Triout Android Spyware Framework Makes a Comeback, Abusing App with 50 Million Downloads
In August 2018, Bitdefender researchers stumbled across an Android malware framework, dubbed Triout, which packed massive surveillance capabilities.
Bundled with a legitimate application ripped from the official Google Play marketplace, the spyware framework can hide its existence on the device, record phone calls, log incoming text messages, record videos, take pictures, and even collect GPS coordinates. All of this information is sent to a Command & Control server managed by the threat actors, without triggering alarms from its victims.
The previous version of the spyware framework was bundled within an application that displayed adult content, but Bitdefender researchers have found a new tainted app that disseminates the malware.
Using Privacy as Bait
The “com.psiphon3” package name is a popular application in Google’s official Android app store that promises a means to bypass censored or blocked websites by leveraging a series of proxies. The application has over 50 million installs and over 1 million reviews (mostly positive), meaning its popularity might have been abused by threat actors to repackage it with the spyware framework.
Ironically, while the original legitimate application is advertised as a privacy tool that enables access to the open internet, when bundled with the Triout spyware framework it serves the exact opposite purpose.
While it’s not distributed using the official Google Play marketplace, but through third party ones, the tampered application has the same malicious code as the version previously analyzed. It also comes bundled with three adware components – Google Ads, Inmobi Ads, Mopub Ads – to generate some revenue on the side for threat actors.
We first spotted the new tampered application on October 11th 2018, while it seems to have been active from May 2nd 2018 all through December 7th 2018. During this time, the malicious application was apparently scanned from 7 different devices, including 5 from the Republic of Korea and 2 from Germany. While the number of victims that we know of based on our telemetry is relatively small, it’s difficult to estimate exactly how many there are on a global scale.
When analyzing the sample (MD5: 7ed754a802f0b6a1740a99683173db73 Package Name: com.psiphon3 Signed with Debug Certificate: SHA:
61ed377e85d386a8dfee6b864bd85b0bfaa5af81) we found the same malicious code as in the previous iteration. The new infected package packs the same functionalities as the previous version but bears the name “psp.jsp.datamd”.
What’s interesting about the new Triout sample is that the C&C (Command & Control) server the threat actors use to smuggle the data and control infected devices is now different. The new C&C IP address (“220.127.116.11”) is still operational at the time of writing and seems to point to a French website (“magicdeal.fr”) that displays deals and discounts for various products.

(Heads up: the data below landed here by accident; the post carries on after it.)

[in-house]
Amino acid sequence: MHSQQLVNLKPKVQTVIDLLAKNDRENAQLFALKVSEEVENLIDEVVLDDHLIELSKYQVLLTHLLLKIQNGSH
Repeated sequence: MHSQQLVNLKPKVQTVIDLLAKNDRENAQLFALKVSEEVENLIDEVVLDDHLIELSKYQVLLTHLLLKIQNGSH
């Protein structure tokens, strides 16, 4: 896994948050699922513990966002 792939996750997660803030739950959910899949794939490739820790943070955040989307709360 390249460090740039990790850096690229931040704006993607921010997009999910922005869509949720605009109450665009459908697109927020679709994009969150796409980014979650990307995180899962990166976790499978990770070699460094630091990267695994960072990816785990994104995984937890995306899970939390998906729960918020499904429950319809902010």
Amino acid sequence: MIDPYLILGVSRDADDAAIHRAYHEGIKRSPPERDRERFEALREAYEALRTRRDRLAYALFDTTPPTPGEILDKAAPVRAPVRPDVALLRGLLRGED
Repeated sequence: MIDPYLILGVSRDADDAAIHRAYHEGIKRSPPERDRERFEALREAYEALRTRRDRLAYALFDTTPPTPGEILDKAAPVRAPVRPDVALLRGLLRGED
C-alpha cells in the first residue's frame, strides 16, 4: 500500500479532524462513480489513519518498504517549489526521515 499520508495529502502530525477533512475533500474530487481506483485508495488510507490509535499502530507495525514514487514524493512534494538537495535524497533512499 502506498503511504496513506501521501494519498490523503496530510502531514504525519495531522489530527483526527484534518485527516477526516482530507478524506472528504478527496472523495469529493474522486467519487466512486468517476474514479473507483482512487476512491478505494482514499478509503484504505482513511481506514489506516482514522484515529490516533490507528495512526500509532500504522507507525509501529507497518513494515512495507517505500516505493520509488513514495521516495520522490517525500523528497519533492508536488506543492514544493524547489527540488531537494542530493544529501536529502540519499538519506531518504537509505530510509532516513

It is currently unknown whether the website is a decoy or a legitimate website that the threat actors compromised to use as a C&C server.
However, the tampered version seems to have used the v91 version of the original application when distributing the Triout spyware. The current version of the legitimate app – at the time of writing – is v241.
Fig. 1 – Malware vs. Clean App
Fig. 2 – Malware vs. Clean App
The proliferation of Android devices has renewed interest from threat actors in developing malware and spyware frameworks. The ubiquity of these devices in our daily lives, the level of information they can access, and the amount of sensors they’re equipped with (e.g. camera, microphone, GPS, etc.) turn them into the perfect spies if weaponized by malware.
While the Triout Android spyware framework itself does not seem to have undergone changes in terms of code or capabilities, the fact that new samples are emerging and that threat actors are using extremely popular apps to bundled the malware, may herald more incidents such as this in the near future.
It’s also worth considering that that the low number of victims and infected devices, coupled with the fact that it packs powerful spyware capabilities, could indicate that Triout is mostly used in highly targeted espionage campaigns aimed at a few individuals.
To steer clear of these threats, it’s best to install apps only from official marketplaces, always use a mobile security solution that can spot Android malware, and constantly keep your Android operating system up to date with the latest security updates.
Note: This article is based on technical information provided courtesy of Cristofor Ochinca – Security Researcher, Bitdefender.
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